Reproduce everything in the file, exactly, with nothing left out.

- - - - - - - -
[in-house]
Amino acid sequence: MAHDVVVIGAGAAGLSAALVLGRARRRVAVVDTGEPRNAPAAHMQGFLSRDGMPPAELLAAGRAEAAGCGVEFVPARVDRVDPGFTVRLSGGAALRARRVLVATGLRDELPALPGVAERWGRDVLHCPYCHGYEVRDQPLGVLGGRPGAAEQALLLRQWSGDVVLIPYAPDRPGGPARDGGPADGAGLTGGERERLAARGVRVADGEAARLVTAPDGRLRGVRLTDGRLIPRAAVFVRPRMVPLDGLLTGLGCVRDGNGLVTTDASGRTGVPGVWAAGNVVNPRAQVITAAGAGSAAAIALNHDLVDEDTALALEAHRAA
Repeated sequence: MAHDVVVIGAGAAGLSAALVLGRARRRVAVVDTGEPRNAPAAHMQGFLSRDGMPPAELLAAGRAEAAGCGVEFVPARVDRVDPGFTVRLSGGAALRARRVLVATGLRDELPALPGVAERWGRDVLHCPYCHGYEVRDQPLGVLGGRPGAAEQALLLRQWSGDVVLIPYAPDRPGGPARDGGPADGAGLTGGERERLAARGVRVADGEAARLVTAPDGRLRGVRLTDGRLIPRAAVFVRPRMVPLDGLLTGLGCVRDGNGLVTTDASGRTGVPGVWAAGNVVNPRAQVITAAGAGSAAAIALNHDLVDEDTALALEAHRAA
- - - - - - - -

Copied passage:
[in-house]
Amino acid sequence: MAHDVVVIGAGAAGLSAALVLGRARRRVAVVDTGEPRNAPAAHMQGFLSRDGMPPAELLAAGRAEAAGCGVEFVPARVDRVDPGFTVRLSGGAALRARRVLVATGLRDELPALPGVAERWGRDVLHCPYCHGYEVRDQPLGVLGGRPGAAEQALLLRQWSGDVVLIPYAPDRPGGPARDGGPADGAGLTGGERERLAARGVRVADGEAARLVTAPDGRLRGVRLTDGRLIPRAAVFVRPRMVPLDGLLTGLGCVRDGNGLVTTDASGRTGVPGVWAAGNVVNPRAQVITAAGAGSAAAIALNHDLVDEDTALALEAHRAA
Repeated sequence: MAHDVVVIGAGAAGLSAALVLGRARRRVAVVDTGEPRNAPAAHMQGFLSRDGMPPAELLAAGRAEAAGCGVEFVPARVDRVDPGFTVRLSGGAALRARRVLVATGLRDELPALPGVAERWGRDVLHCPYCHGYEVRDQPLGVLGGRPGAAEQALLLRQWSGDVVLIPYAPDRPGGPARDGGPADGAGLTGGERERLAARGVRVADGEAARLVTAPDGRLRGVRLTDGRLIPRAAVFVRPRMVPLDGLLTGLGCVRDGNGLVTTDASGRTGVPGVWAAGNVVNPRAQVITAAGAGSAAAIALNHDLVDEDTALALEAHRAA